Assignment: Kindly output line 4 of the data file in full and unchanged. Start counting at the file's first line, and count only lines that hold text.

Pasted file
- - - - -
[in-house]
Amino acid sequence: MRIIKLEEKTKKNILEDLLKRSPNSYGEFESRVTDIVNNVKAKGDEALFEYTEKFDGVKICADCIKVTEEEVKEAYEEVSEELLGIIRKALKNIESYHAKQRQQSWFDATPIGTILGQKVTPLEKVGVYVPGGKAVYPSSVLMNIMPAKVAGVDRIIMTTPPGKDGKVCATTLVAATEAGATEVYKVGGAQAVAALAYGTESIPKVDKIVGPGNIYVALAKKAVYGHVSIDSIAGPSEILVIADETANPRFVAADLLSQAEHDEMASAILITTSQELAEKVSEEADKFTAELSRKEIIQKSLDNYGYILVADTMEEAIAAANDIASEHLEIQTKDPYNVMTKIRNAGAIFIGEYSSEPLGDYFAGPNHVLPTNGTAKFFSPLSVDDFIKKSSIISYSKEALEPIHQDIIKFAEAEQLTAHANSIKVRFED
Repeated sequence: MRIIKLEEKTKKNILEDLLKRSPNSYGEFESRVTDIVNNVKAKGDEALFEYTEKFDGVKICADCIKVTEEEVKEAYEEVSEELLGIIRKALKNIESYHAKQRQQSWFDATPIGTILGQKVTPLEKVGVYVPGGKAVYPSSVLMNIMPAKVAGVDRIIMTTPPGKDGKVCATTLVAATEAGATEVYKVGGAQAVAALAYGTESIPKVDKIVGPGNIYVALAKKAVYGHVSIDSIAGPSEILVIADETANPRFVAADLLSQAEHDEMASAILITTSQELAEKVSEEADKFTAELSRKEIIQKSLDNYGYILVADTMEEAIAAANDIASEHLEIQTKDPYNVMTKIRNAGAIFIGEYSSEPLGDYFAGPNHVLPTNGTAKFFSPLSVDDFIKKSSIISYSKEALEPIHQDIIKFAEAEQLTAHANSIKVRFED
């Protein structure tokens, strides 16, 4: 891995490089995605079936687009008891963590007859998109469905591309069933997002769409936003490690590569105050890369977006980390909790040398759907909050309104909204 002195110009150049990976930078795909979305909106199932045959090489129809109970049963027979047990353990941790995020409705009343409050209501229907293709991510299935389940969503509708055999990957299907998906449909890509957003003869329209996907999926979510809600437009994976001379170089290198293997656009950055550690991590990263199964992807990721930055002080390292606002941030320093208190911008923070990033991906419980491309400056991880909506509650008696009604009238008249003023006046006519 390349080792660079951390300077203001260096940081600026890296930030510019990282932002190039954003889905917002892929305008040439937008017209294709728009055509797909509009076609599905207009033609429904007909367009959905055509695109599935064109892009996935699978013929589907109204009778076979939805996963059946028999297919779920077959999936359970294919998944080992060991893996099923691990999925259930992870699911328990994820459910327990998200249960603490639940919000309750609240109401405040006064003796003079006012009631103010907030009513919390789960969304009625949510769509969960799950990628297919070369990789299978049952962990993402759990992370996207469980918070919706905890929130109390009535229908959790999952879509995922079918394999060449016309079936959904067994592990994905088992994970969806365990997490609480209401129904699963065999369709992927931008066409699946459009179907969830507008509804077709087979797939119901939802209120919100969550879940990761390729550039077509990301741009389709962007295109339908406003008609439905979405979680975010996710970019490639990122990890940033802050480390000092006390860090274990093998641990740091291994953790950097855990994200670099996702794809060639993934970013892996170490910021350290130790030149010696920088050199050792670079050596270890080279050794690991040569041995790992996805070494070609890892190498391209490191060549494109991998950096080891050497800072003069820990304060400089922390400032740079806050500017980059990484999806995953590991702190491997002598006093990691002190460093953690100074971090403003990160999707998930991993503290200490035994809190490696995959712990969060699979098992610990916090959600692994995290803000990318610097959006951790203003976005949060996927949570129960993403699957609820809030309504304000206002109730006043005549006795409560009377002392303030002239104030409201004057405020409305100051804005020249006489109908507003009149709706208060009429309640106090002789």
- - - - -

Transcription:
């Protein structure tokens, strides 16, 4: 891995490089995605079936687009008891963590007859998109469905591309069933997002769409936003490690590569105050890369977006980390909790040398759907909050309104909204 002195110009150049990976930078795909979305909106199932045959090489129809109970049963027979047990353990941790995020409705009343409050209501229907293709991510299935389940969503509708055999990957299907998906449909890509957003003869329209996907999926979510809600437009994976001379170089290198293997656009950055550690991590990263199964992807990721930055002080390292606002941030320093208190911008923070990033991906419980491309400056991880909506509650008696009604009238008249003023006046006519 390349080792660079951390300077203001260096940081600026890296930030510019990282932002190039954003889905917002892929305008040439937008017209294709728009055509797909509009076609599905207009033609429904007909367009959905055509695109599935064109892009996935699978013929589907109204009778076979939805996963059946028999297919779920077959999936359970294919998944080992060991893996099923691990999925259930992870699911328990994820459910327990998200249960603490639940919000309750609240109401405040006064003796003079006012009631103010907030009513919390789960969304009625949510769509969960799950990628297919070369990789299978049952962990993402759990992370996207469980918070919706905890929130109390009535229908959790999952879509995922079918394999060449016309079936959904067994592990994905088992994970969806365990997490609480209401129904699963065999369709992927931008066409699946459009179907969830507008509804077709087979797939119901939802209120919100969550879940990761390729550039077509990301741009389709962007295109339908406003008609439905979405979680975010996710970019490639990122990890940033802050480390000092006390860090274990093998641990740091291994953790950097855990994200670099996702794809060639993934970013892996170490910021350290130790030149010696920088050199050792670079050596270890080279050794690991040569041995790992996805070494070609890892190498391209490191060549494109991998950096080891050497800072003069820990304060400089922390400032740079806050500017980059990484999806995953590991702190491997002598006093990691002190460093953690100074971090403003990160999707998930991993503290200490035994809190490696995959712990969060699979098992610990916090959600692994995290803000990318610097959006951790203003976005949060996927949570129960993403699957609820809030309504304000206002109730006043005549006795409560009377002392303030002239104030409201004057405020409305100051804005020249006489109908507003009149709706208060009429309640106090002789």